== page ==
Online talk with author to explore 'Disobedient Women'

Dionne Searcey

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BRATTLEBORO — With its physical location shuttered for the time being, the Brattleboro Museum & Art Center has expanded its online offerings, including virtual gallery tours, videos, interviews, and art activities to do at home.

BMAC moves further into the production of virtual events on Thursday, April 23, at 7:30 p.m. with a livestreamed talk by Dionne Searcey. A politics reporter at The New York Times, Searcey is the author of the new book "In Pursuit of Disobedient Women: A Memoir of Love, Rebellion, and Family, Far Away."

In her live online talk, Searcey will discuss her work as former West Africa bureau chief for The New York Times and share stories from the lives of women she encountered living at the crossroads of patriarchy and an increasingly globalized world. She will talk about women who resisted conscription as suicide bombers, women who shocked village elders by going to work, and women who are shaking up social norms by getting out of bad marriages.

Searcey joined The New York Times in 2014. As West Africa bureau chief, she covered social, political, and economic issues, with a focus on Nigeria's war against Boko Haram. Previously, she spent nine years at The Wall Street Journal, where she was an investigative reporter. She has also worked at Newsday, The Seattle Times, The Chicago Tribune, and the City News Bureau of Chicago.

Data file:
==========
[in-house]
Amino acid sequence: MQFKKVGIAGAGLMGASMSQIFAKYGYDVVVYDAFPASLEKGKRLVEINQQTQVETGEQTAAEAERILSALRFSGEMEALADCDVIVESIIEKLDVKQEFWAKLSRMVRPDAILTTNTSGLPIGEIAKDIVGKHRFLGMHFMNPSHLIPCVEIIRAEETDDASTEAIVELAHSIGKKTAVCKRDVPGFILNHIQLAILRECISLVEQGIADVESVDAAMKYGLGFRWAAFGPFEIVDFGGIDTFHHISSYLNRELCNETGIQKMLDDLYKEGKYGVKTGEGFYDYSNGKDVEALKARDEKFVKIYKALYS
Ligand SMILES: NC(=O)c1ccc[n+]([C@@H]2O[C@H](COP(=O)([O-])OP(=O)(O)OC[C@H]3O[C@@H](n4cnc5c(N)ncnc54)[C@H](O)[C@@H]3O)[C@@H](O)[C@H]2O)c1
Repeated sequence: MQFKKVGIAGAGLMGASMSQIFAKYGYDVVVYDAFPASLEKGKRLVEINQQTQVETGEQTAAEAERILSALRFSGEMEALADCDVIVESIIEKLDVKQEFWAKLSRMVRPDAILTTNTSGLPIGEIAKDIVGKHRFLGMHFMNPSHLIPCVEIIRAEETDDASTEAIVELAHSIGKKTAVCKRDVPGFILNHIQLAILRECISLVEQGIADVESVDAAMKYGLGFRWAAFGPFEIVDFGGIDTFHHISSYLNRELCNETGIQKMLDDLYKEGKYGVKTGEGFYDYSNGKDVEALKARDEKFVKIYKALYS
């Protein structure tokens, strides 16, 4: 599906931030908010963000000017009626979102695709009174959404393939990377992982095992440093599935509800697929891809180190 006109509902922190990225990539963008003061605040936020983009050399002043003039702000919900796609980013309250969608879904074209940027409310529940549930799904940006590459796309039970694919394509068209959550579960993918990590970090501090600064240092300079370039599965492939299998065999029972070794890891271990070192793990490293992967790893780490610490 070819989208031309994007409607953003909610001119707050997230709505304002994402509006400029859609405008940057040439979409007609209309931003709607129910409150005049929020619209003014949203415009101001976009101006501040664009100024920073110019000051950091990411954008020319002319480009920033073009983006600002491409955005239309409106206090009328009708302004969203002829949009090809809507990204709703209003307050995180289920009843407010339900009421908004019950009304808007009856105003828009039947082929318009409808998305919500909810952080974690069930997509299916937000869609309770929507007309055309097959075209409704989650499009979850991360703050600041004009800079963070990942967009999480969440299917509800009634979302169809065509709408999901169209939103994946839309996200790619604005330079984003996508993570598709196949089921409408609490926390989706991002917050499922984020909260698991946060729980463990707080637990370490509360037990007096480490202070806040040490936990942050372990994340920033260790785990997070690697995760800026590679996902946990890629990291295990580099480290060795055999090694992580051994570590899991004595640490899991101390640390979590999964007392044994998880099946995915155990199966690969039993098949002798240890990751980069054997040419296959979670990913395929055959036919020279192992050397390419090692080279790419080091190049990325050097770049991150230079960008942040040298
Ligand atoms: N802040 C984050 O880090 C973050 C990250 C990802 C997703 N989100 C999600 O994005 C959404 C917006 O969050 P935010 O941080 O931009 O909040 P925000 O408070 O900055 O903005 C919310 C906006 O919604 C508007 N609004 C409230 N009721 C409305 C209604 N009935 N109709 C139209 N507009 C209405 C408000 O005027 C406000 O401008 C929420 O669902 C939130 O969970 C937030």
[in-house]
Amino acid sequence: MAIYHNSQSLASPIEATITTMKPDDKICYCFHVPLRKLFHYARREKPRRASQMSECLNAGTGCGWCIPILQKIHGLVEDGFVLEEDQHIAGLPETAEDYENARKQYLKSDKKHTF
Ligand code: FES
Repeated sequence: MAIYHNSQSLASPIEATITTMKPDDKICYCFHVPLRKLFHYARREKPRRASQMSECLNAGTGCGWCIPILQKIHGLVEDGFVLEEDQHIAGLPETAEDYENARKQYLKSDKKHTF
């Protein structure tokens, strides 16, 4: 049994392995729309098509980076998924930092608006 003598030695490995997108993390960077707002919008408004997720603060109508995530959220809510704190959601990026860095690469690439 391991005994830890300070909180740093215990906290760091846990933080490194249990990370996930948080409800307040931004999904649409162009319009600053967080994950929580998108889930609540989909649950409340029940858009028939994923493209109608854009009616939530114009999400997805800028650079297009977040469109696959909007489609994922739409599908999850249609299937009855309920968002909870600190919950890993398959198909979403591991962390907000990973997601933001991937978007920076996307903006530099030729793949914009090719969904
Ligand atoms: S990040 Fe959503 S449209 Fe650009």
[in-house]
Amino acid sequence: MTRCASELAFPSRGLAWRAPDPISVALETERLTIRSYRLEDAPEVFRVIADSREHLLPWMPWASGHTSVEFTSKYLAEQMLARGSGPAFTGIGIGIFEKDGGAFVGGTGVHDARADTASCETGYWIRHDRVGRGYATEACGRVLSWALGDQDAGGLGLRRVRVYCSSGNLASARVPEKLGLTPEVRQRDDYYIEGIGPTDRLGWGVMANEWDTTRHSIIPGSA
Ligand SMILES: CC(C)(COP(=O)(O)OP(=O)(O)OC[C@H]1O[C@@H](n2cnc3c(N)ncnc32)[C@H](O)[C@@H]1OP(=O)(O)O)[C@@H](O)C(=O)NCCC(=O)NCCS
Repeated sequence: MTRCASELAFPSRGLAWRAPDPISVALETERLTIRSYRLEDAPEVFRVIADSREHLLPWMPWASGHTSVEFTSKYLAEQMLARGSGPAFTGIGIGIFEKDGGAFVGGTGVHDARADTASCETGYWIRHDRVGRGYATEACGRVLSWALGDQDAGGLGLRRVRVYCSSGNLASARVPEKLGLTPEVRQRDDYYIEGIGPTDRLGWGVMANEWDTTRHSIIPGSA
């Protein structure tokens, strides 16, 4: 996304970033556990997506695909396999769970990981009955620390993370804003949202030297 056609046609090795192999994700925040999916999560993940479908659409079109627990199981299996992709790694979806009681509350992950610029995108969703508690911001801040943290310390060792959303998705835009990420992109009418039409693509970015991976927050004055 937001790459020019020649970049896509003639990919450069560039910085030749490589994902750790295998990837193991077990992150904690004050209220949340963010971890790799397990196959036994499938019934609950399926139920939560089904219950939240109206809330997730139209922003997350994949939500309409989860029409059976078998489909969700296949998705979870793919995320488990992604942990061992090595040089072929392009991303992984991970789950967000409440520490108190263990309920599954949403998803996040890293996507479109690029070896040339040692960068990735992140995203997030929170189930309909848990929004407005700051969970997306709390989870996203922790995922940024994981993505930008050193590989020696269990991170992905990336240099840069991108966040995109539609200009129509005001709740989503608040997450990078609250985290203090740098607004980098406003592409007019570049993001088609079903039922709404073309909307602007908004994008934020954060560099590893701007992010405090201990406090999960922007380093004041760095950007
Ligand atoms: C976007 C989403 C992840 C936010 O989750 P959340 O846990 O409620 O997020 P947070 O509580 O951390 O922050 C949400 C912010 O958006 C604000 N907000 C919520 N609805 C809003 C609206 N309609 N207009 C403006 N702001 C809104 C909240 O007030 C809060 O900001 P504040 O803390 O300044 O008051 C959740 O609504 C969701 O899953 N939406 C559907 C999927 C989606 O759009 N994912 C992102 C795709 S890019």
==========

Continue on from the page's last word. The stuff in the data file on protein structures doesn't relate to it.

The free talk will be held on Zoom and will be open to the first 100 participants to join the meeting, with a recording of the talk available soon afterward on the BMAC website. The talk will also be livestreamed simultaneously on BMAC's Facebook page. BMAC Director Danny Lichtenfeld will moderate the event, and attendees will have the opportunity to submit questions for Searcey. To find out how to participate, visit brattleboromuseum.org.

Searcey's April 23 talk is presented in conjunction with the BMAC exhibit "Grit and Grace, Women at Work," featuring images of working women around the world by National Geographic documentary photographer Alison Wright. A complete album of images from the exhibit, including captions that provide glimpses into each woman's story, can be found on the new BMAC Online page at brattleboromuseum.org.


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